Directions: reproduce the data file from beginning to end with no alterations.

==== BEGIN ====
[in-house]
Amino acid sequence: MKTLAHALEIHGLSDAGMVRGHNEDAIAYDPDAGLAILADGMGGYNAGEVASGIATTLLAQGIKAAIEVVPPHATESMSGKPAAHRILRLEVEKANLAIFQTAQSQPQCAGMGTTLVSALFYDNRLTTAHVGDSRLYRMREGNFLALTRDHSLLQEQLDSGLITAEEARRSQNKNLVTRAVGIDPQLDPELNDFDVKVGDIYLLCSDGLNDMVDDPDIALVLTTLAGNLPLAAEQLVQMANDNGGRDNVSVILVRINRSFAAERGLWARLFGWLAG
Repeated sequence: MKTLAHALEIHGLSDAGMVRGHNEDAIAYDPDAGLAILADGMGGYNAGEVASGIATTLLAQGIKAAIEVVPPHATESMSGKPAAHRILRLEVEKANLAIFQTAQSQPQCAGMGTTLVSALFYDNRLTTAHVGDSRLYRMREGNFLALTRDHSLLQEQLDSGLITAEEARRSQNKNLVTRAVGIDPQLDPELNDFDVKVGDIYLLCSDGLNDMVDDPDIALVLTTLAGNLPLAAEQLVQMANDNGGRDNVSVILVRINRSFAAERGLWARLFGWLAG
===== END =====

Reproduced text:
[in-house]
Amino acid sequence: MKTLAHALEIHGLSDAGMVRGHNEDAIAYDPDAGLAILADGMGGYNAGEVASGIATTLLAQGIKAAIEVVPPHATESMSGKPAAHRILRLEVEKANLAIFQTAQSQPQCAGMGTTLVSALFYDNRLTTAHVGDSRLYRMREGNFLALTRDHSLLQEQLDSGLITAEEARRSQNKNLVTRAVGIDPQLDPELNDFDVKVGDIYLLCSDGLNDMVDDPDIALVLTTLAGNLPLAAEQLVQMANDNGGRDNVSVILVRINRSFAAERGLWARLFGWLAG
Repeated sequence: MKTLAHALEIHGLSDAGMVRGHNEDAIAYDPDAGLAILADGMGGYNAGEVASGIATTLLAQGIKAAIEVVPPHATESMSGKPAAHRILRLEVEKANLAIFQTAQSQPQCAGMGTTLVSALFYDNRLTTAHVGDSRLYRMREGNFLALTRDHSLLQEQLDSGLITAEEARRSQNKNLVTRAVGIDPQLDPELNDFDVKVGDIYLLCSDGLNDMVDDPDIALVLTTLAGNLPLAAEQLVQMANDNGGRDNVSVILVRINRSFAAERGLWARLFGWLAG